Dieter Rencken has held full FIA Formula 1 media accreditation since 2000, during which period he has reported from over 300 grands prix, plus...
Keith Collantine
Lifelong motor sport fan Keith set up RaceFans in 2005 - when it was originally called F1 Fanatic. Having previously worked as a motoring...

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9 comments on “F1 must make real progress on 2021 rules in January – Steiner”

  1. He’s pretty much spot on. Steiner’s comments aren’t all that far removed from this in an article that Dieter produced a few weeks ago.

    If there is to be a major shake up of the regulations (as has been stated by Liberty), it needs to be done very early this year or they will have no choice but to defer changes until 2022/3.

    The budget cap with “glide path” really means any major change won’t actually take effect until we’ll past 2021 and most of the other “ideas” that have been floated don’t seem to have garnered much traction either.

    It’s going to be a very interesting year both on and off the track.

    Thankfully we have Keith and Dieter keeping track of the finer details for us.

  2. What F1 needs is an intervention, because it is addicted to what’s killing it. What F1 needs (and by F1, I mean all the, sigh, stakeholders) is to take a collective deep breath, stop stumbling from one patchwork solution to the next, stop pointing fingers, take long hard look in the mirror, and ask itself: do I have the courage and intelligence to truly learn from past mistakes and draw up a plan that includes all the good knowledge I have, yet assumes only that I want to end up somewhere healthy? And in the case of F1, that means taking great engineering and great drivers and great tracks to produce a racing series that is, gasp, fun. And by fun, I mean interesting for fans, challenging for drivers, and truly competitive for entrants. Now this may all be wishy washy, but fundamentally, I truly do believe that F1 needs to basically wipe its slate clean and design from scratch a formula that just aims to produce good friggin racing. Do I think that’ll happen? Most addicts, unfortunately, remain addicts.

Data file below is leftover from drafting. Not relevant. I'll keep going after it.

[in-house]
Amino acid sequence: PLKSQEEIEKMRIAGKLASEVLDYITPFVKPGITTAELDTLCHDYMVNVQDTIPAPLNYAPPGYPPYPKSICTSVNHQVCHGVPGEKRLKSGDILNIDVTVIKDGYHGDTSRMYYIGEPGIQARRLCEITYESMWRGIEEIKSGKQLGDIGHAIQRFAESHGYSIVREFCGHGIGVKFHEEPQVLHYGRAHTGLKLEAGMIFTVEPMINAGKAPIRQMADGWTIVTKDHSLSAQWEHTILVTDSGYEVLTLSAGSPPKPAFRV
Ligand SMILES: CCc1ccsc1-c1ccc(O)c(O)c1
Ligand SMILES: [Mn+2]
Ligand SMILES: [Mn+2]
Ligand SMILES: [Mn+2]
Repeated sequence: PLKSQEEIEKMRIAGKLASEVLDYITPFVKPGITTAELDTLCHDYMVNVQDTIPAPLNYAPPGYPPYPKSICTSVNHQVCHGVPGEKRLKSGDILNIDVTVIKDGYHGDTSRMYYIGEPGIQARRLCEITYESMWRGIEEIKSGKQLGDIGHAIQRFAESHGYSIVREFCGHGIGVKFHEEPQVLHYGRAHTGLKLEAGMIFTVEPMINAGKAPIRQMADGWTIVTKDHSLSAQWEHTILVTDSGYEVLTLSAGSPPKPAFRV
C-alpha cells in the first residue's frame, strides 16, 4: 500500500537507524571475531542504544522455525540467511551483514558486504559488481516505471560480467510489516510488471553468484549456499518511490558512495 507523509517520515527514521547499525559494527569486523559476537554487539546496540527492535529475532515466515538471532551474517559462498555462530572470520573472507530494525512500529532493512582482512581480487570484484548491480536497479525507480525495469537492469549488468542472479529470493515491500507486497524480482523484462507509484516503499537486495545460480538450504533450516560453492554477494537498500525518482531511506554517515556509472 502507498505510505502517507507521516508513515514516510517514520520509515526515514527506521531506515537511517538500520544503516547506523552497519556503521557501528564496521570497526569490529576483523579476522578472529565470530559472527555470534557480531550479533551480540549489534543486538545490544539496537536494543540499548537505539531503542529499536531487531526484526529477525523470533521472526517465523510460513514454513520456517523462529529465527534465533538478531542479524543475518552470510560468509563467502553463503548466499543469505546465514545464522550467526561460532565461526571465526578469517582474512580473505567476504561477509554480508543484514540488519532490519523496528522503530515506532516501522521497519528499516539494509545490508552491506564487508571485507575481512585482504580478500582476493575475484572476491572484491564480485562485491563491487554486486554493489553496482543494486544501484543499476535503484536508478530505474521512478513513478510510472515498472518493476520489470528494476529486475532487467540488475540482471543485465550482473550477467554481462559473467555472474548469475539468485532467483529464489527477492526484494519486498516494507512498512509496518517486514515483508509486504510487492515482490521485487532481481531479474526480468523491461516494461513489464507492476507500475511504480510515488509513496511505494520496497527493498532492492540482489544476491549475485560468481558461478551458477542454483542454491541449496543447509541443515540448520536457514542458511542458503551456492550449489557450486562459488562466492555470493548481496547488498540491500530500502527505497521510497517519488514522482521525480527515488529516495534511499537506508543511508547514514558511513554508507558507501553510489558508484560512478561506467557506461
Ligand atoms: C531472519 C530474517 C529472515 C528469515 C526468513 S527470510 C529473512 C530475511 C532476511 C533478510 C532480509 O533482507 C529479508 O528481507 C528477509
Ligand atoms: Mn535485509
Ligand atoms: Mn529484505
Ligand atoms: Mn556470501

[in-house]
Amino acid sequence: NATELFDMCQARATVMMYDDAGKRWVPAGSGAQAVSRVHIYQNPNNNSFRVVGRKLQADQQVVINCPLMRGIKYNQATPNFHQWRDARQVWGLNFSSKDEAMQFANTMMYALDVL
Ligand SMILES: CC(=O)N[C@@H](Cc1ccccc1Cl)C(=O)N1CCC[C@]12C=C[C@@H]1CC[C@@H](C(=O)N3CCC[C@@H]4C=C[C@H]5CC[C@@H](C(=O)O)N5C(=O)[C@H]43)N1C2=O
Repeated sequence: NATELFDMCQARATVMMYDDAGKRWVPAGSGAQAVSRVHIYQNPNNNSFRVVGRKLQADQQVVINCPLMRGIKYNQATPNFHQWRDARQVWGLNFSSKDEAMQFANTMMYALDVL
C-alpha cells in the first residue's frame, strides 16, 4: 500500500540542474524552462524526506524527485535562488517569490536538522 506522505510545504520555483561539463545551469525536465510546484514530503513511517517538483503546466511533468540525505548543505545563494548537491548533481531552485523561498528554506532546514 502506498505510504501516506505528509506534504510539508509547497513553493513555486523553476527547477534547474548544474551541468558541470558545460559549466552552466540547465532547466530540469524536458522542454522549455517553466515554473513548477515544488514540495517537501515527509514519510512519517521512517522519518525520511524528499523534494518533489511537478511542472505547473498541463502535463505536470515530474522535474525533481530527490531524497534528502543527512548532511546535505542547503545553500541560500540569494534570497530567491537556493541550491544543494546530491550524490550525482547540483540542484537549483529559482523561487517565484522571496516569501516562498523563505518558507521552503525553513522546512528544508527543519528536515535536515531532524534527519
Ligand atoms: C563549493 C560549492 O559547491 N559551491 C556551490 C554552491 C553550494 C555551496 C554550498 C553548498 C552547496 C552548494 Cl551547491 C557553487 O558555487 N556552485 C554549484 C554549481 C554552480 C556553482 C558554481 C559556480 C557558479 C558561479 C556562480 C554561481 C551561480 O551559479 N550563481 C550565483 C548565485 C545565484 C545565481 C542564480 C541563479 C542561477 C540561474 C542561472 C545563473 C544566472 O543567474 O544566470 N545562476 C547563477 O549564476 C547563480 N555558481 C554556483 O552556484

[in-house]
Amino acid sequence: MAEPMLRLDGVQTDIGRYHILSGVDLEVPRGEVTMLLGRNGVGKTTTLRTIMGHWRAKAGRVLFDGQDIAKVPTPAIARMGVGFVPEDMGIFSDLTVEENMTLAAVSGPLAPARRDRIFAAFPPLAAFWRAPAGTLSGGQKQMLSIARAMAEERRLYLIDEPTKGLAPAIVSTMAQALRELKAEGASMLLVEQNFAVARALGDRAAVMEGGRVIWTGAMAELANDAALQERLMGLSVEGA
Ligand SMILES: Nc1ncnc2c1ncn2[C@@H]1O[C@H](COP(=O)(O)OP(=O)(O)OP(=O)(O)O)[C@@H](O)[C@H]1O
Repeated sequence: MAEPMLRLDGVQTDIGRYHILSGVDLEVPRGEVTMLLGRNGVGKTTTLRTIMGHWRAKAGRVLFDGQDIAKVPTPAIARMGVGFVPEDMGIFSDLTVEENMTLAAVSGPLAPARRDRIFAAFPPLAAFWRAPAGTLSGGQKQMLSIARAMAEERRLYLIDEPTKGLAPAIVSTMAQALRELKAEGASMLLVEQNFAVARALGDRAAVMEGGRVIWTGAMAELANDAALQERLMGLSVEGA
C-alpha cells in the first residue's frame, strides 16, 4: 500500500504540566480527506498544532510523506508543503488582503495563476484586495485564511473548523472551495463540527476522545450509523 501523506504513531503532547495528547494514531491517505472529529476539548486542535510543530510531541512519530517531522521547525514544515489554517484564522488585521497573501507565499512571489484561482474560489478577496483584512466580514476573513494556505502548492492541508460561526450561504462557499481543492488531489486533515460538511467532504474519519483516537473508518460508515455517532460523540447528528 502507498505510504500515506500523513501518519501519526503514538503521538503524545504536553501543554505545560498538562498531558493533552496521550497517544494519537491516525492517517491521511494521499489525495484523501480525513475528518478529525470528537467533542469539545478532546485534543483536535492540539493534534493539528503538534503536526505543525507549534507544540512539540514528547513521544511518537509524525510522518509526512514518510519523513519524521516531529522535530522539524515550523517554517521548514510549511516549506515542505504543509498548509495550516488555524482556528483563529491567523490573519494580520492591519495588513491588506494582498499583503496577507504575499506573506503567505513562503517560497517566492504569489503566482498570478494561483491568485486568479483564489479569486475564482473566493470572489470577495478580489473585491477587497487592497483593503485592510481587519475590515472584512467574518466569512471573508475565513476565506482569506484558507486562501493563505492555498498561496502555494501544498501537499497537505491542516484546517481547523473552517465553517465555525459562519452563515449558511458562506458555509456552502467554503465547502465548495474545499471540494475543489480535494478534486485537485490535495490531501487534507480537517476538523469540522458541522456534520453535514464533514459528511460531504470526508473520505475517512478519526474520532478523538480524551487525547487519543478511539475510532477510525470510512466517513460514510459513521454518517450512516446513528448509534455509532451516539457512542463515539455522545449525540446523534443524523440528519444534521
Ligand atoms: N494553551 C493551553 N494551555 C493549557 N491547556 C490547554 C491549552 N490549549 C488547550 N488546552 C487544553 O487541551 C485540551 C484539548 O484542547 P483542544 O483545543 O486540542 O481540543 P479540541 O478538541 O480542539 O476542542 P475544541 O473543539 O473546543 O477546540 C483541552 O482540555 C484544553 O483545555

3. I still think that nothing that they do in terms of trying to improve the racing, increase overtaking etc… is going to end up working because I just don’t think the nature of F1 will ever allow it to work long term.

    This isn’t like Indycar where you can come up with an aero package that allows for closer racing with a higher possibility to overtake or where you can come up with a rules package that gives half of the grid or more a shot at poles, podiums & even wins. There able to achieve that in Indycar because everyone uses the same car so there are relatively few areas for any advantage to be found.